Ibn Sina (Avincenna), a father of modern medicine, lived 980-1037 CE

Building on the previous generation’s discovery that nerve cells were specific and specialized, the opportunity finally emerged to understand exactly how specific nerve cells worked.  Julius saw a potential for discovery in the compound Capsaicin, the compound responsible for the burning, spicy sensation of chili peppers.  In the 1990’s, when his research began, no one understood how this compound actually worked to cause sensation.  It was a riddle that eventually became the gateway to the 2021 Nobel Prize.  By collecting a library of millions of DNA fragments  that corresponded to sensory neurons responsible for pain, touch, and heat, Julius and his team made a big bet one of the DNA fragments would contain the gene that encoded the protein capable of reacting to capsaicin, and they found it!  Dr. Julius was able to carefully test the specific capsaicin receptor, named TRPV1.  Experiments revealed that the sensory receptor TRPV1 was an ion channel that opened in conditions hotter than 109 degrees F, and conducted a sensation of painful heat to the brain.

The TRPV receptors at work

Working together, Julius and Patapoutian then used the compound Menthol to discover another such specific ion channel that relays the sensation of cold, TRPM8.  The function of these ion channels was definitively proven when experimental mice with the TRPM8 gene deleted displayed drastically less sensitivity to cold!  As this research continued over years, Dr. Patapoutian was able to tackle the mystery of the sensation of touch, discovering a previously unknown ion channel in called PIEZO2, that opens when pressure is applied to the skin, and relays the signal to the brain.  Again, experimental mice with the PIEZO2 gene deleted displayed much less sensitivity to touch.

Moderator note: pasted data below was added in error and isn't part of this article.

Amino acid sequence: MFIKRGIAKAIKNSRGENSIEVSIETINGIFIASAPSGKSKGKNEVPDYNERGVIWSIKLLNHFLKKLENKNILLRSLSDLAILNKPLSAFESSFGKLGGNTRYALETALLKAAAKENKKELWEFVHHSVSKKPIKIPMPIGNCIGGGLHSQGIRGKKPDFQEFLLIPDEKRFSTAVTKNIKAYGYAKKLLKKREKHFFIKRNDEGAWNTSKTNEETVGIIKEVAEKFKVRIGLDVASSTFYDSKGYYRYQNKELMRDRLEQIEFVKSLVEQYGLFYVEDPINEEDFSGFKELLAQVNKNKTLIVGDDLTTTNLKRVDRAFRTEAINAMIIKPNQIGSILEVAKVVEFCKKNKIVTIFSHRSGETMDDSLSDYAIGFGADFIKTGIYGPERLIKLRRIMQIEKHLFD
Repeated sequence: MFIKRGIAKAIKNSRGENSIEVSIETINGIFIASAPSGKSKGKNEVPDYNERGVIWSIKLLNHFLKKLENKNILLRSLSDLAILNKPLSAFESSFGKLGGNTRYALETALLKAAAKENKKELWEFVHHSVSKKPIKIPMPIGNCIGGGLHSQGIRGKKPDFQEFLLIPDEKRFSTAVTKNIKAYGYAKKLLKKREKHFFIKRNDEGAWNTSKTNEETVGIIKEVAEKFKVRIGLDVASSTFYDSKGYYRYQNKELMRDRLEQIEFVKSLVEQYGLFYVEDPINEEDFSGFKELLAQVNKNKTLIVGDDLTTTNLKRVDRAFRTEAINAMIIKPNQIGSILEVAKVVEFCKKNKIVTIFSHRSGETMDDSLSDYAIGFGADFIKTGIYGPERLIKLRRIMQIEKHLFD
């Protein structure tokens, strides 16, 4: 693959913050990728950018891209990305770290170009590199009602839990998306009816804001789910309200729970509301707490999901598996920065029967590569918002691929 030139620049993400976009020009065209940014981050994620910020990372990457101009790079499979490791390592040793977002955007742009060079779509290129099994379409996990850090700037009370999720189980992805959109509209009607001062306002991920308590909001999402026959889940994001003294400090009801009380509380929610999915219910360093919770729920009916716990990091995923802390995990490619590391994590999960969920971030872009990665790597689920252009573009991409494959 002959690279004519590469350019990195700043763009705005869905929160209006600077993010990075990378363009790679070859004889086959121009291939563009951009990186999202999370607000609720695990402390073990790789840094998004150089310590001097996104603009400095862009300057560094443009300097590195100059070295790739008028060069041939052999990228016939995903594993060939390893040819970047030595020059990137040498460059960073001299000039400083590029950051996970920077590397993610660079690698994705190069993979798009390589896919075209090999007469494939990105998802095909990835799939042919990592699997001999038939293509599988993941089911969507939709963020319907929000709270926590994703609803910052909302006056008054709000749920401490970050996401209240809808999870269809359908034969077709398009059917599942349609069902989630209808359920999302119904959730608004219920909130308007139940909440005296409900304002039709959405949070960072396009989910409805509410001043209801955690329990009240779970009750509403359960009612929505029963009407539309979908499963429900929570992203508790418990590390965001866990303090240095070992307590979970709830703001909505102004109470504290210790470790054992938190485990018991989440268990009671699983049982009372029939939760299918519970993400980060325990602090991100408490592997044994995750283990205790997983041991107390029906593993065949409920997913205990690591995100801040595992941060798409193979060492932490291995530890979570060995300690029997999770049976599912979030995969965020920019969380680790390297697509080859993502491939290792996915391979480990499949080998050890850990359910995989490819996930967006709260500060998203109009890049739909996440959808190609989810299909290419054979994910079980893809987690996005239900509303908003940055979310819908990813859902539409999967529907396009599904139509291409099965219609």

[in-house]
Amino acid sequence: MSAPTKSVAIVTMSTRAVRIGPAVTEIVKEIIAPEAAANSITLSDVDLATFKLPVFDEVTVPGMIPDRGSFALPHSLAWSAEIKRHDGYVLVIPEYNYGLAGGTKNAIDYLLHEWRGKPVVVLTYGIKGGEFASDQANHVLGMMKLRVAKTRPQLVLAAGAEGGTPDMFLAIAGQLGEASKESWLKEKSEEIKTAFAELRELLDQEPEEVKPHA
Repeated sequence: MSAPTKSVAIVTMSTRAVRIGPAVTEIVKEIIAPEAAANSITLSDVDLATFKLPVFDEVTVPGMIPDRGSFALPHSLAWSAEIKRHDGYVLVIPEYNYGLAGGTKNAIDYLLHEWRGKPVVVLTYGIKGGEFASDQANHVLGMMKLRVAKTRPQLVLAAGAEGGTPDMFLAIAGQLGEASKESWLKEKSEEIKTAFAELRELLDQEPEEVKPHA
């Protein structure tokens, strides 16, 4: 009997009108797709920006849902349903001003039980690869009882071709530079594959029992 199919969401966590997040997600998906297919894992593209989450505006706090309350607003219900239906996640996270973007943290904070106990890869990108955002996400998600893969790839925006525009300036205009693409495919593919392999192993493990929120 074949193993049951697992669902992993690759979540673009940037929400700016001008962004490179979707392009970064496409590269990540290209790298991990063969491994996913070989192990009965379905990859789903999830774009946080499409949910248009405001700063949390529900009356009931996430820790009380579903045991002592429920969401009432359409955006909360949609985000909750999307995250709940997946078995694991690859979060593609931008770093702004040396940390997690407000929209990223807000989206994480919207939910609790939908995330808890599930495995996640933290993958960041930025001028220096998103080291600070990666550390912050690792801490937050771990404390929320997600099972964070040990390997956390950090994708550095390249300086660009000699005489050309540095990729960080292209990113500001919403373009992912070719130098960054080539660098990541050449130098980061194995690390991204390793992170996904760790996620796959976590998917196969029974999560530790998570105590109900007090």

What would our lives be without the ability to feel touch?

Thanks to this monumental research, it is now understood that TRP channels and PIEZO2 channels are the reason that we can sense temperature, heat pain, and touch.  Many functions in the body rely on these channels for our daily function, including things like urination, respiration, core body temperature, and protective reflexes.  What will the next generation of scientists find when they take up this inquiry?  The future looks very bright:  this discovery may open the doors for new and effective ways to stop pain in its tracks, at its source.  Thank you to David Julius and Ardem Patapoutian, and thank you to all of the Nobel Laureates for adding new links to the great chain of inquiry that is science.

Sources and Further Reading:

A layman’s explanation of Julius and Patapoutian’s discovery:

A scientific explanation:

All 2021 Nobel Winners:

2021 Medicine and Physiology Nobel Laureate Lecture:

The Long History of Nerve Science: